And where a bill of lading exempted lia- plaintiff alleged that the horse was injured bility for loss by fire, a dog in a crate es by the careless shifting and colliding of caped and was replaced in the crate in the cars, and the evidence showed that the freight house, which was burned shortly horse's back was broken by suddenly stopafterwards, from, it was supposed, the dog ping the cars. There was no objection to upsetting a kerosene lamp. It was held this evidence. Newman v. Pennsylvania R. that the burden was on plaintiff, whose Co. 33 App. Div. 171, 53 N. Y. Supp. 456, freight was burned, to establish negligence 5 Am. Neg Rep. 73. of the carrier. Van Akin v. Erie R. Co. 92 Hogs were taken under a contract proApp. Div. 23, 87 N. Y. Supp. 871.

viding that the carrier was not an insurer; that the carrier would not be liable for in

juries caused to the animals by themselves, c. Live stock.

nor from loading or unloading, nor for in

jury from delay. It was held that the 1. Generally.

burden was on the shipper to prove that The general rule is that where the live the injury to the hogs was from the failure stock is in the charge of the carrier, the to "wet them down." Peterson v. Chicago, shipper has the burden of proving negli- M. & St. P. R. Co. 19 S. D. 122, 102 N. W. gence of the carrier, if the shipping, con 595. tract exempts the carrier from special lia- And where a carrier restricted the liability.

bility for live stock by special contract, the Hogs were injured and some escaped. burden of establishing negligence was held The contract provided exemption except for to be on the shipper. Kansas P. R. Co. v. negligence. Proof by the shipper that there Reynolds, 8 Kan. 623. was a wreck and delay was held sufficient A clause in a live-stock contract required to shift the burden of proof to the carrier. I a claim for damages to be made within a

an

Co. 118 Minn. 223, 228, 136 N. W. 743; , requested by the defendant. The court, O'Malley v. Great Northern R. Co. 86 Minn. however, did charge, in effect, that the de380, 382, 90 N. W. 974); and yet, if this fendant would not be liable if Matson concontract is to be sustained, it is difficult tributed to the loss by negligence in lookto conceive of any state of facts under ing after the horses or in caring for them which such a contract would not have to after they were loaded.

Furth nore, a be upheld, except in case of fraud or duress. special interrogatory was submitted to the Our conclusion is that the trial court did jury upon this question, and the jury renot err in holding that the special contract turned a special verdict negativing neglidid not limit the plaintiff's right of re- gence in such regards. covery in the matter of the value of the From the defendant's brief we gather horses.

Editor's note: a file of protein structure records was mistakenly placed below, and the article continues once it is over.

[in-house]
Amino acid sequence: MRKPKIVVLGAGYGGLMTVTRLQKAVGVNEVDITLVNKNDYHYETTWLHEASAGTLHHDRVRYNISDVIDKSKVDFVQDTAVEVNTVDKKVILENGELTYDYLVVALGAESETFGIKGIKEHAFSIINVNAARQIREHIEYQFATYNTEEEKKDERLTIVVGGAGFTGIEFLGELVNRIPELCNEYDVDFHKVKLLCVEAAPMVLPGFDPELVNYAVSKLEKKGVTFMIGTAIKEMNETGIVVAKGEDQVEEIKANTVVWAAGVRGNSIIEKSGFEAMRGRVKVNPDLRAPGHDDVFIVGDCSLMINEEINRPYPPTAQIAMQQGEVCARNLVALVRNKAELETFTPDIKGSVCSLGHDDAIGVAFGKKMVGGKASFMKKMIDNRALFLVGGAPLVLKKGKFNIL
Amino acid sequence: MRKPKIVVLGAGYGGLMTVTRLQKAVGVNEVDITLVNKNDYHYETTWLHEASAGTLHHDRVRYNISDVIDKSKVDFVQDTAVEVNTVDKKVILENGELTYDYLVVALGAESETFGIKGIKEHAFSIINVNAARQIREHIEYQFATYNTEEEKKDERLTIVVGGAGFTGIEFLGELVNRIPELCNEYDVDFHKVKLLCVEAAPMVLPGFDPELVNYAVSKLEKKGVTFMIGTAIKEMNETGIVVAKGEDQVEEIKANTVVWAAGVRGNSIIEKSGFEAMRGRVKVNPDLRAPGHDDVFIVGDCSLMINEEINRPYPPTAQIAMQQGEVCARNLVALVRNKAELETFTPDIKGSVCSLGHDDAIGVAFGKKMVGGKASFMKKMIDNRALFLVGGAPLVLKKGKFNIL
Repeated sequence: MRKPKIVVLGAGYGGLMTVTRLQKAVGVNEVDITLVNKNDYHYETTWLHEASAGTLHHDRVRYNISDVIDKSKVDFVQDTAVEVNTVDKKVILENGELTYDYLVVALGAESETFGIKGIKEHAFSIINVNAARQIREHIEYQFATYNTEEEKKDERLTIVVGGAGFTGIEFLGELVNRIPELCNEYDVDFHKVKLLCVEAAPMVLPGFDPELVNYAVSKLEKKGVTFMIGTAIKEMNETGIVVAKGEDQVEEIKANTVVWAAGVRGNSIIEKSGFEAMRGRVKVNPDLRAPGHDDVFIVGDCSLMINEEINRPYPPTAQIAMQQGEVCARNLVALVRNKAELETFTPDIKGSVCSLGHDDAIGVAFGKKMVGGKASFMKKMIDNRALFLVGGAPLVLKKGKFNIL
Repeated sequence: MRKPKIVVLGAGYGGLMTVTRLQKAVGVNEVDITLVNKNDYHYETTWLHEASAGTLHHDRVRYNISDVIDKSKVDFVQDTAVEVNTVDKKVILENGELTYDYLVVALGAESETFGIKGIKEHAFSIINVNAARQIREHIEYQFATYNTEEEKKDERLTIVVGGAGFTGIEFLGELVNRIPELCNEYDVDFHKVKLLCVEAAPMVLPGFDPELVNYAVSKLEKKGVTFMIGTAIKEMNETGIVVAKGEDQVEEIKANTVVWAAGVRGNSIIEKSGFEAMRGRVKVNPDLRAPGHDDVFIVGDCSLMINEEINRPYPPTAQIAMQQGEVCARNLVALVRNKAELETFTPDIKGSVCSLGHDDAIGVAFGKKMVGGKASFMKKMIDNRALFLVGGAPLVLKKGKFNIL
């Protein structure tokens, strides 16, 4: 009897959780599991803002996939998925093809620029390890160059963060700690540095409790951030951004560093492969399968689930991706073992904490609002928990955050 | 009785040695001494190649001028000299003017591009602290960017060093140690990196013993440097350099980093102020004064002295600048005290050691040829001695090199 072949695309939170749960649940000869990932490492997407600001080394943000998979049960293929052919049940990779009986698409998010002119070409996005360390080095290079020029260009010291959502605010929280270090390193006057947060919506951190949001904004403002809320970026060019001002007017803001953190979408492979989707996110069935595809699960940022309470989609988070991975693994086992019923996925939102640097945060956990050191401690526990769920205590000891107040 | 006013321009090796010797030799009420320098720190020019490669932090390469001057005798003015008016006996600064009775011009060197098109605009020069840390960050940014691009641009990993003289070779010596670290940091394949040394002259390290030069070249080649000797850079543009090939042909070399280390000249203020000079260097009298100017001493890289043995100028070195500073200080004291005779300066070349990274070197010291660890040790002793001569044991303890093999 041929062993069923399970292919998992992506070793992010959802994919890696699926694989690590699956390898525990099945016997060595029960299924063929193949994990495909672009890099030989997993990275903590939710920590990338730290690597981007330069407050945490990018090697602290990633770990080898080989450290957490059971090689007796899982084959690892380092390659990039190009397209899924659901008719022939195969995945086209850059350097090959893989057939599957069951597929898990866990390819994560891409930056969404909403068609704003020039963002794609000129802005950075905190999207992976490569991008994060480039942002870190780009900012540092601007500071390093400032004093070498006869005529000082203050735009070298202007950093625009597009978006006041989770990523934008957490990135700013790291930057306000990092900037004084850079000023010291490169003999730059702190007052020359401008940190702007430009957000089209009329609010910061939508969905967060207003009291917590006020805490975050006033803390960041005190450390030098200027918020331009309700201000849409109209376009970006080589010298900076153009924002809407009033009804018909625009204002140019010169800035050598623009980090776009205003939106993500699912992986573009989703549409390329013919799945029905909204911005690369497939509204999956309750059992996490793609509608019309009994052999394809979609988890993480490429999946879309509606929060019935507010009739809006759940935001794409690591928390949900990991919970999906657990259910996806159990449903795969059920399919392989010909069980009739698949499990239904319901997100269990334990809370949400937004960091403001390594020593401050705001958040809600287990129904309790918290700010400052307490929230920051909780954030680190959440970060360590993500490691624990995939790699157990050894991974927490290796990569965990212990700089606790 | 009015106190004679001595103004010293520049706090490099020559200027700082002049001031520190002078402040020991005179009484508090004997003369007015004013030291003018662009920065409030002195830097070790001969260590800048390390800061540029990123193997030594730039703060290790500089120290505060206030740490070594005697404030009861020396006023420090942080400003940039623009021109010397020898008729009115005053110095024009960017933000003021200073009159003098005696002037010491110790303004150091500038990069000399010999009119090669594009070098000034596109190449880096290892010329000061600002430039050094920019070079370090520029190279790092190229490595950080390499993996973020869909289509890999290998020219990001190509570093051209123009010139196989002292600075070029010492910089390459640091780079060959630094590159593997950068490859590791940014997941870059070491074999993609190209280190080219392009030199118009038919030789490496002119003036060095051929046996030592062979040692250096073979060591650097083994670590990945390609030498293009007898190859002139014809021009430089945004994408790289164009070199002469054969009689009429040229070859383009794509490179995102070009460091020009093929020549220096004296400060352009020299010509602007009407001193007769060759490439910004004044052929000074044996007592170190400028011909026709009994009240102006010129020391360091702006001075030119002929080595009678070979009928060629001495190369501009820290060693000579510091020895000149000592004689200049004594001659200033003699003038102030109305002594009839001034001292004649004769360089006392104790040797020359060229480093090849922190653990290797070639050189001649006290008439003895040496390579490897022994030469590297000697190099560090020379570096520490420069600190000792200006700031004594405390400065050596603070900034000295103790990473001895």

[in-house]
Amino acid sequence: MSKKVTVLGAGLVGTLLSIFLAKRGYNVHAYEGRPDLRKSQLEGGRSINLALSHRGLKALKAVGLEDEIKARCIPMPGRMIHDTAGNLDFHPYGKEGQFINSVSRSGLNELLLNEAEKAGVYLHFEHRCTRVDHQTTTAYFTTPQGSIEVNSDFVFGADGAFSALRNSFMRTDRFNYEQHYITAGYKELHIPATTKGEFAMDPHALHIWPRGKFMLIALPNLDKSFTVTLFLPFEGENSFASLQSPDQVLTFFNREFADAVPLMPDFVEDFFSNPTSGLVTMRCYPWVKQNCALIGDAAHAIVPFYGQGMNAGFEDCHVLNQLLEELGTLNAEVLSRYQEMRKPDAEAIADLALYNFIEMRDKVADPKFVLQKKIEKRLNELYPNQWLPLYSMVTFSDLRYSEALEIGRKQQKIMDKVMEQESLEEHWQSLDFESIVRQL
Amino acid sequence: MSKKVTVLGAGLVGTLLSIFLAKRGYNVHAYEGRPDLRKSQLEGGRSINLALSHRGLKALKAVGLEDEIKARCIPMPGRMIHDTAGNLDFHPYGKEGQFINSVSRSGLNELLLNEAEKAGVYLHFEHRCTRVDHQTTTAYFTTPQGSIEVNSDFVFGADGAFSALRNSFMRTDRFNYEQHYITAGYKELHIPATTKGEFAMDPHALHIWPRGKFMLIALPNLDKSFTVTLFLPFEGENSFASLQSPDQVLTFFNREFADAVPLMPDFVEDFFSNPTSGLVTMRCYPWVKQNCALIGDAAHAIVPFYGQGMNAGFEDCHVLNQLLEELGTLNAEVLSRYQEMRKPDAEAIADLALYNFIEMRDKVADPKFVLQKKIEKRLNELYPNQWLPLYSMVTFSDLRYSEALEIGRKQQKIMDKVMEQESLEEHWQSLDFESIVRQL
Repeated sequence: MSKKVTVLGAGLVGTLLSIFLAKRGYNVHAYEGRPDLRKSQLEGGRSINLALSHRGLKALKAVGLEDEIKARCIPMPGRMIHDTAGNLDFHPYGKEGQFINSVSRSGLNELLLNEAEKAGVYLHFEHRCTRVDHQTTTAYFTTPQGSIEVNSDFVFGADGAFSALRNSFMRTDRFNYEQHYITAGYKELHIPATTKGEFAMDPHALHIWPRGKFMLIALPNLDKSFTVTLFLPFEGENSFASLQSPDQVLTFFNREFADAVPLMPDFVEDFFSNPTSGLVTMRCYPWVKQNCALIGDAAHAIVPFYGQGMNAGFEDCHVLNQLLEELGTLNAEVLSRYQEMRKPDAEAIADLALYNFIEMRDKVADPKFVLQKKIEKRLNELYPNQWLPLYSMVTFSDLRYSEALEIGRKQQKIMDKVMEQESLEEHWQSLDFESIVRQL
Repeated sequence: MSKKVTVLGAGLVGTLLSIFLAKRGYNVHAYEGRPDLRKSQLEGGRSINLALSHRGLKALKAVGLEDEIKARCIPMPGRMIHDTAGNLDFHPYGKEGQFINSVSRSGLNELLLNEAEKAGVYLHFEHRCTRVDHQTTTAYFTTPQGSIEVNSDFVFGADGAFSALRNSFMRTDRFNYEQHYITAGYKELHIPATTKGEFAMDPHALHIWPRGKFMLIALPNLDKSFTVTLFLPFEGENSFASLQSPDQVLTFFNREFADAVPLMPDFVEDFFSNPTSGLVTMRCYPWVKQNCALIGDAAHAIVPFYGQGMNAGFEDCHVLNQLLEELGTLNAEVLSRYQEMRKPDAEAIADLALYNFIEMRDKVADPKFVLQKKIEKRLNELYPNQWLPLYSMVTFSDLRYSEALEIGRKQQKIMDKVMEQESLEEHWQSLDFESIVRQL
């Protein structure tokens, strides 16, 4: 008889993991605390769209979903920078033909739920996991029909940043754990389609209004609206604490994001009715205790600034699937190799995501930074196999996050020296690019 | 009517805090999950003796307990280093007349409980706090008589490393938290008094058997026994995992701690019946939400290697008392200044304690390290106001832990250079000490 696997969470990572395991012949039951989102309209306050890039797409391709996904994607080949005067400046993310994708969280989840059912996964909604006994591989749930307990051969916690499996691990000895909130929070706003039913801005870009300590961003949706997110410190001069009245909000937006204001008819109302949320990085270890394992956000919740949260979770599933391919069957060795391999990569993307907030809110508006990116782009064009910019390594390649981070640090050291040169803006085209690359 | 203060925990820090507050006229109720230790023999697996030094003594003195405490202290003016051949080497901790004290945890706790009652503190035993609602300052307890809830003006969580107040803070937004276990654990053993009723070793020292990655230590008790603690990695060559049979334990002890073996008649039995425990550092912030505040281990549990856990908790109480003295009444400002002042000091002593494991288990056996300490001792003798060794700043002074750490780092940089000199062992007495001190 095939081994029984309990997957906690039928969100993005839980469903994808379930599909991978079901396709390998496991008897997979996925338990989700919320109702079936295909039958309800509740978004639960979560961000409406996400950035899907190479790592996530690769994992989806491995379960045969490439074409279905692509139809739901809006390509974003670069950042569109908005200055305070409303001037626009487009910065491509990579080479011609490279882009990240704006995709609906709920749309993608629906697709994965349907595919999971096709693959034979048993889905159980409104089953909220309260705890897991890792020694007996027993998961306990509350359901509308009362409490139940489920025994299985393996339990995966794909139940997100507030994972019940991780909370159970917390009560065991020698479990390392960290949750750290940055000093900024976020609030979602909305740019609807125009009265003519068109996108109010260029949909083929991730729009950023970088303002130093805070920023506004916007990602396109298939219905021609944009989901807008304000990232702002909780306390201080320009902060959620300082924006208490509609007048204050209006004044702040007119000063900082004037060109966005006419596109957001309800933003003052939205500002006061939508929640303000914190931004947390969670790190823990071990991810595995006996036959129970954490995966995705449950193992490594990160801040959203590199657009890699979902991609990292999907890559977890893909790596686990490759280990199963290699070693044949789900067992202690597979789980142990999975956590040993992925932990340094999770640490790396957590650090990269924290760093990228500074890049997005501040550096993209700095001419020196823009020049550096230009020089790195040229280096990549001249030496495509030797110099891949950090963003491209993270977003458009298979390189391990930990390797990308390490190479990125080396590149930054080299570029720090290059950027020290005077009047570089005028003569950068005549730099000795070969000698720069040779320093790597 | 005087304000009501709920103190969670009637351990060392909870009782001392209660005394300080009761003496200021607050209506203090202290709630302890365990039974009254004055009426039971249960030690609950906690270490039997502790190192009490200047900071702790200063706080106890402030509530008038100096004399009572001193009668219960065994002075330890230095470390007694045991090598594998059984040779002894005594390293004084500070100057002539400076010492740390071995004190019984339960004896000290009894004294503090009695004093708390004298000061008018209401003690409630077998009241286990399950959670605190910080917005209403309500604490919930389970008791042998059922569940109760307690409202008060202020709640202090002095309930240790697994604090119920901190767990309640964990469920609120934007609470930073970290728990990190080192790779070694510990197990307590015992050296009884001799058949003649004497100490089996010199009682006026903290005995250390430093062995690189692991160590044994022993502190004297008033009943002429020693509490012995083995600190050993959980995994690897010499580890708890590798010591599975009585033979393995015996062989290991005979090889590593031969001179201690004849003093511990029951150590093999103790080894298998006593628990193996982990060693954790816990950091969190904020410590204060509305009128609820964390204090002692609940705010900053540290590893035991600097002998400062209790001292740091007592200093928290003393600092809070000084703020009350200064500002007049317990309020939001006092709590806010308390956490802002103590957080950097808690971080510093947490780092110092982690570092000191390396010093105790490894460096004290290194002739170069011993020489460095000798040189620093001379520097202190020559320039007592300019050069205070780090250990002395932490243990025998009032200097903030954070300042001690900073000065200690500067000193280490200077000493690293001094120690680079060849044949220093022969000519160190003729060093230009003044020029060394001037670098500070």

that it was claimed on the trial that the 4. The defendant complains of the court's evidence warranted a finding that Matson instructions concerning contributory negli- allowed a drunken friend to go into the car gence, and of its failure to instruct as for the purpose of stealing a ride, and that

ertain time. It was said: “But the clause , of wilful misconduct. Graham V. Belfast in question is not one exempting the carrier & N. C. R. Co. (1901) 2 I. R. 13. from its common-law liability, or limiting The warranty that a ship was fit at the that liability, but one imposing a condition. beginning of a voyage to safely carry the

Hence, when the shipper seeks a re- cargo received by her was held 'not implied covery he must show compliance with the if the parties contract otherwise. The burcondition upon which recovery may be had.” den of proof was held to be on the shipper Kalina v. Union P. R. Co. 69 Kan. 172, 76 to show negligence. The Tjomo, 115 Fed. Pac. 438.

919. In this case the bill of lading acA horse was injured by reason of being cepted the fittings and fastenings for cattle carried on an open car. The bill of lading as satisfactory, but some cattle were lost. exonerated the carrier from all damages The evidence showed unprecedented caused to stock, and the shipper assumed storm. This put the burden on libellant all risk. It was held that this would not to prove negligence in the construction of excuse negligence, but as to that the bur: the fittings and stowage of the cattle. den would be upon the shipper. That if the

A bill of lading assumed on the part of shipper required a box car, and it was not the shipper of live stock all risks of injury given, this would be negligence and shift or loss to his stock by reason of defects in